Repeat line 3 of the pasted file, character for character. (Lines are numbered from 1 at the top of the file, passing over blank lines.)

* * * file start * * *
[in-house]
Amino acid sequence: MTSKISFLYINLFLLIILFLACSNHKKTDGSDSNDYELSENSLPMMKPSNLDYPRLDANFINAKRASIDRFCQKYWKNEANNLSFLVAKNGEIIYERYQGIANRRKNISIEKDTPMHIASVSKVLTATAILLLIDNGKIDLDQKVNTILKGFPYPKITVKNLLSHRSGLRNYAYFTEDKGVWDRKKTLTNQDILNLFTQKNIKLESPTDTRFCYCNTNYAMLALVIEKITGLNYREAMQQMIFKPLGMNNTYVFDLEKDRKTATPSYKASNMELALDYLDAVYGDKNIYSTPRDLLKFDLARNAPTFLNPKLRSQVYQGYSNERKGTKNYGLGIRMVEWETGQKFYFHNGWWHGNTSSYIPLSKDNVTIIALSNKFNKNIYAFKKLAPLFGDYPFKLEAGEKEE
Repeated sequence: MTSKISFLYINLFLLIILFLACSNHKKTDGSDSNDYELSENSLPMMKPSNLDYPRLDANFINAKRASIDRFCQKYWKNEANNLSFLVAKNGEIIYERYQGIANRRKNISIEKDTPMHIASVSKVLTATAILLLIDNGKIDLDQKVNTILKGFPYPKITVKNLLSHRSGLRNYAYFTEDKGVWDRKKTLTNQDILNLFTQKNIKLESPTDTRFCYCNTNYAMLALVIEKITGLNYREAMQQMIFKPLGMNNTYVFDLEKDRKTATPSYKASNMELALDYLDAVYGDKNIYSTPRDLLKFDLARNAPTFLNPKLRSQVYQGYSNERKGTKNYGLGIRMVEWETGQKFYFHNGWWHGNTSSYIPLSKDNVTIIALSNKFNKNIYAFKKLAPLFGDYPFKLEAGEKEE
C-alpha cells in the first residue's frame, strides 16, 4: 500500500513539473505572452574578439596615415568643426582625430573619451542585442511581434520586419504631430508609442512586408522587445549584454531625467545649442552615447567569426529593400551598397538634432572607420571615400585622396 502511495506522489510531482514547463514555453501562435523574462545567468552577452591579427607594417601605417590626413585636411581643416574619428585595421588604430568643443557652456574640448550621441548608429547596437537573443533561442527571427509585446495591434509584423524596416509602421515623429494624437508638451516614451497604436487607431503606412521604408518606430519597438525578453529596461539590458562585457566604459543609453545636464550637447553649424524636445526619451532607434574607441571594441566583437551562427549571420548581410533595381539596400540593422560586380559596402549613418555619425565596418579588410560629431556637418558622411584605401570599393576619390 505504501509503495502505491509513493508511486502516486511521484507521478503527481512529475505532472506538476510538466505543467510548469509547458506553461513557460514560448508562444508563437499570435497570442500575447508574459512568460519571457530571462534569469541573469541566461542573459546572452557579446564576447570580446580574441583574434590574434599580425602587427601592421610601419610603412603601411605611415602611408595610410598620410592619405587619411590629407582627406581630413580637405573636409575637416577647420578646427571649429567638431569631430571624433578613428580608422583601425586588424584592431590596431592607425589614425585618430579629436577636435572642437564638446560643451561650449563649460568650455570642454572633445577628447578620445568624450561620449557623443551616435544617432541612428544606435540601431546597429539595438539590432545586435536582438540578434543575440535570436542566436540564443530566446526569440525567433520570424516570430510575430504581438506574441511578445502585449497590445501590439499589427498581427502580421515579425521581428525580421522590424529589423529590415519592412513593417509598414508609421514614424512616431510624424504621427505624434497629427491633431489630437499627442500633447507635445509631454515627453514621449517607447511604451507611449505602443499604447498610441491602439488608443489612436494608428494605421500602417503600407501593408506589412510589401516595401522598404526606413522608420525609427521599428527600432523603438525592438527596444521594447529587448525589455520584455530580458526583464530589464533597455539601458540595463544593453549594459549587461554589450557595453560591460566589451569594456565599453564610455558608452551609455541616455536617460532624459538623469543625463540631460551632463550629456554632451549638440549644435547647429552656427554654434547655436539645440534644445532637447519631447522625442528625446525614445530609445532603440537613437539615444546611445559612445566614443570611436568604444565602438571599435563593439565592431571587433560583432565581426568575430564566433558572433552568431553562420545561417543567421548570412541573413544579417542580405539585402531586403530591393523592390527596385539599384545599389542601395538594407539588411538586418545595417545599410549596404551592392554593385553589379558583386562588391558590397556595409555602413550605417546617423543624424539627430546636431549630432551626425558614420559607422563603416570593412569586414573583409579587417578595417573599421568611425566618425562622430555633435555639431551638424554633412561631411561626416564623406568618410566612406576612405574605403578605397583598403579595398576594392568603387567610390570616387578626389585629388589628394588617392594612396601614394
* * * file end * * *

Repeated sequence: MTSKISFLYINLFLLIILFLACSNHKKTDGSDSNDYELSENSLPMMKPSNLDYPRLDANFINAKRASIDRFCQKYWKNEANNLSFLVAKNGEIIYERYQGIANRRKNISIEKDTPMHIASVSKVLTATAILLLIDNGKIDLDQKVNTILKGFPYPKITVKNLLSHRSGLRNYAYFTEDKGVWDRKKTLTNQDILNLFTQKNIKLESPTDTRFCYCNTNYAMLALVIEKITGLNYREAMQQMIFKPLGMNNTYVFDLEKDRKTATPSYKASNMELALDYLDAVYGDKNIYSTPRDLLKFDLARNAPTFLNPKLRSQVYQGYSNERKGTKNYGLGIRMVEWETGQKFYFHNGWWHGNTSSYIPLSKDNVTIIALSNKFNKNIYAFKKLAPLFGDYPFKLEAGEKEE